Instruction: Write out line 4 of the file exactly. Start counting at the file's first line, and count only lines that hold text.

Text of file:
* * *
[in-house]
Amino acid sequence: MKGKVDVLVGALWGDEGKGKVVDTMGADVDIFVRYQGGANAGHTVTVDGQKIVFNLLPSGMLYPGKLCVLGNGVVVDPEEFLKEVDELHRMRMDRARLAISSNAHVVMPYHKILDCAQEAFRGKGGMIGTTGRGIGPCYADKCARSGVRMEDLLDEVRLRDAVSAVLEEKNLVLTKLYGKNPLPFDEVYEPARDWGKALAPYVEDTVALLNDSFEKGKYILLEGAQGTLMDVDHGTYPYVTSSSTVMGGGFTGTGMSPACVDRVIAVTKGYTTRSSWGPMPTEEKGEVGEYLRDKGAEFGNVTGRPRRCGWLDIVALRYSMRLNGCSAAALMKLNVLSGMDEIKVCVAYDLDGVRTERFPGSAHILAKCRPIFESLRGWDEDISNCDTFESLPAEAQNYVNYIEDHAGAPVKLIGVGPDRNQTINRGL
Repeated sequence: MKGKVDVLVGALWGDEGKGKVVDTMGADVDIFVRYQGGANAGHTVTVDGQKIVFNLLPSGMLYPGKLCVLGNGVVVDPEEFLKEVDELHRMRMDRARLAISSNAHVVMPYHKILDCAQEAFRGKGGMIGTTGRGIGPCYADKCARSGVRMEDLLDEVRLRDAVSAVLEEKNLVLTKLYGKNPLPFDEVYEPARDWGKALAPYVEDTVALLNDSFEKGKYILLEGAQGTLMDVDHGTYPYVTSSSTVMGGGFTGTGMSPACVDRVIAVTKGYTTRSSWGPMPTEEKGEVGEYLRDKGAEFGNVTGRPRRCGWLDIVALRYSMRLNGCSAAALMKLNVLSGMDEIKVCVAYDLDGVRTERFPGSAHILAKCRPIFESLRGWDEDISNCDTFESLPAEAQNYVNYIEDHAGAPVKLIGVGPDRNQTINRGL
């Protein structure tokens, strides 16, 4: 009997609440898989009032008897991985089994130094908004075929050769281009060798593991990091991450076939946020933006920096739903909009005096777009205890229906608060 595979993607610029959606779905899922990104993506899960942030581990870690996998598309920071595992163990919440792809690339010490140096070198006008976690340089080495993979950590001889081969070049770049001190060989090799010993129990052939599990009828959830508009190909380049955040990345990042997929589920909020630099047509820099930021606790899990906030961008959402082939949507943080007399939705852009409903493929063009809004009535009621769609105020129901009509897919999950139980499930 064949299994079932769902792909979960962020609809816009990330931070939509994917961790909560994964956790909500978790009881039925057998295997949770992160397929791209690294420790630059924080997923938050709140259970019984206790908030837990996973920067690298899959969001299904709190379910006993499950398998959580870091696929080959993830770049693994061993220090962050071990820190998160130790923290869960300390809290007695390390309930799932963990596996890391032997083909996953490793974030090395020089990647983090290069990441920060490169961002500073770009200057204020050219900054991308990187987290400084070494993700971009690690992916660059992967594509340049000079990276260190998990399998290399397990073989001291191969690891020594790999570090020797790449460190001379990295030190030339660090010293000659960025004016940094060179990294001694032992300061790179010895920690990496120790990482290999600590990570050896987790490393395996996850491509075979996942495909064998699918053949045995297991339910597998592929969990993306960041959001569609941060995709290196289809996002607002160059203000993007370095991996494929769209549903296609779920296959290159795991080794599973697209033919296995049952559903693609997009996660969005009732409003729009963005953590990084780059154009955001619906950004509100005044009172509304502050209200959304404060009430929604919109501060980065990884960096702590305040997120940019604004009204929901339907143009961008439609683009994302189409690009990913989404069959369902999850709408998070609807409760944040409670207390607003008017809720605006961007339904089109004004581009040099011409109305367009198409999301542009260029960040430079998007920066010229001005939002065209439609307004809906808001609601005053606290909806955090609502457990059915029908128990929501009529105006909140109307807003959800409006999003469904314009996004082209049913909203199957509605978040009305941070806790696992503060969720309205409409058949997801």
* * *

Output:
């Protein structure tokens, strides 16, 4: 009997609440898989009032008897991985089994130094908004075929050769281009060798593991990091991450076939946020933006920096739903909009005096777009205890229906608060 595979993607610029959606779905899922990104993506899960942030581990870690996998598309920071595992163990919440792809690339010490140096070198006008976690340089080495993979950590001889081969070049770049001190060989090799010993129990052939599990009828959830508009190909380049955040990345990042997929589920909020630099047509820099930021606790899990906030961008959402082939949507943080007399939705852009409903493929063009809004009535009621769609105020129901009509897919999950139980499930 064949299994079932769902792909979960962020609809816009990330931070939509994917961790909560994964956790909500978790009881039925057998295997949770992160397929791209690294420790630059924080997923938050709140259970019984206790908030837990996973920067690298899959969001299904709190379910006993499950398998959580870091696929080959993830770049693994061993220090962050071990820190998160130790923290869960300390809290007695390390309930799932963990596996890391032997083909996953490793974030090395020089990647983090290069990441920060490169961002500073770009200057204020050219900054991308990187987290400084070494993700971009690690992916660059992967594509340049000079990276260190998990399998290399397990073989001291191969690891020594790999570090020797790449460190001379990295030190030339660090010293000659960025004016940094060179990294001694032992300061790179010895920690990496120790990482290999600590990570050896987790490393395996996850491509075979996942495909064998699918053949045995297991339910597998592929969990993306960041959001569609941060995709290196289809996002607002160059203000993007370095991996494929769209549903296609779920296959290159795991080794599973697209033919296995049952559903693609997009996660969005009732409003729009963005953590990084780059154009955001619906950004509100005044009172509304502050209200959304404060009430929604919109501060980065990884960096702590305040997120940019604004009204929901339907143009961008439609683009994302189409690009990913989404069959369902999850709408998070609807409760944040409670207390607003008017809720605006961007339904089109004004581009040099011409109305367009198409999301542009260029960040430079998007920066010229001005939002065209439609307004809906808001609601005053606290909806955090609502457990059915029908128990929501009529105006909140109307807003959800409006999003469904314009996004082209049913909203199957509605978040009305941070806790696992503060969720309205409409058949997801």